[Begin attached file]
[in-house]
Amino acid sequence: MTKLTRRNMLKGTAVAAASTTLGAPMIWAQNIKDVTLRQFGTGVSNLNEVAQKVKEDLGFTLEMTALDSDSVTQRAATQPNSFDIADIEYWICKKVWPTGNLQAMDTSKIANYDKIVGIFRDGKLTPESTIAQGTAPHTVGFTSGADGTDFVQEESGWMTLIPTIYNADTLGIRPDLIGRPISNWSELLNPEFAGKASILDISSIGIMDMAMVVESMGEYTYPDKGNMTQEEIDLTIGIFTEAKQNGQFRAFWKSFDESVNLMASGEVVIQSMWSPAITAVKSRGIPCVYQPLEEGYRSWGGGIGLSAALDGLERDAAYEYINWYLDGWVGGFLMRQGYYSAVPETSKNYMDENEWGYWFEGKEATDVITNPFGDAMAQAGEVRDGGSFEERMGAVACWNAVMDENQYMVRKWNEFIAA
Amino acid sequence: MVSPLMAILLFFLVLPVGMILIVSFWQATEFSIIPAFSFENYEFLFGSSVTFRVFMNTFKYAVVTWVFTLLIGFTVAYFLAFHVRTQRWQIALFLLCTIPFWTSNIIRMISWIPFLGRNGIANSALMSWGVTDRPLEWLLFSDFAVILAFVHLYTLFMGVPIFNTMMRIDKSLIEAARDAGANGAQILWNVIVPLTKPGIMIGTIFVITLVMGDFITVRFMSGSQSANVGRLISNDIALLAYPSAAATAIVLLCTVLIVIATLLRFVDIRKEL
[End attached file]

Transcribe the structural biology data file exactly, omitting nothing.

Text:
[in-house]
Amino acid sequence: MTKLTRRNMLKGTAVAAASTTLGAPMIWAQNIKDVTLRQFGTGVSNLNEVAQKVKEDLGFTLEMTALDSDSVTQRAATQPNSFDIADIEYWICKKVWPTGNLQAMDTSKIANYDKIVGIFRDGKLTPESTIAQGTAPHTVGFTSGADGTDFVQEESGWMTLIPTIYNADTLGIRPDLIGRPISNWSELLNPEFAGKASILDISSIGIMDMAMVVESMGEYTYPDKGNMTQEEIDLTIGIFTEAKQNGQFRAFWKSFDESVNLMASGEVVIQSMWSPAITAVKSRGIPCVYQPLEEGYRSWGGGIGLSAALDGLERDAAYEYINWYLDGWVGGFLMRQGYYSAVPETSKNYMDENEWGYWFEGKEATDVITNPFGDAMAQAGEVRDGGSFEERMGAVACWNAVMDENQYMVRKWNEFIAA
Amino acid sequence: MVSPLMAILLFFLVLPVGMILIVSFWQATEFSIIPAFSFENYEFLFGSSVTFRVFMNTFKYAVVTWVFTLLIGFTVAYFLAFHVRTQRWQIALFLLCTIPFWTSNIIRMISWIPFLGRNGIANSALMSWGVTDRPLEWLLFSDFAVILAFVHLYTLFMGVPIFNTMMRIDKSLIEAARDAGANGAQILWNVIVPLTKPGIMIGTIFVITLVMGDFITVRFMSGSQSANVGRLISNDIALLAYPSAAATAIVLLCTVLIVIATLLRFVDIRKEL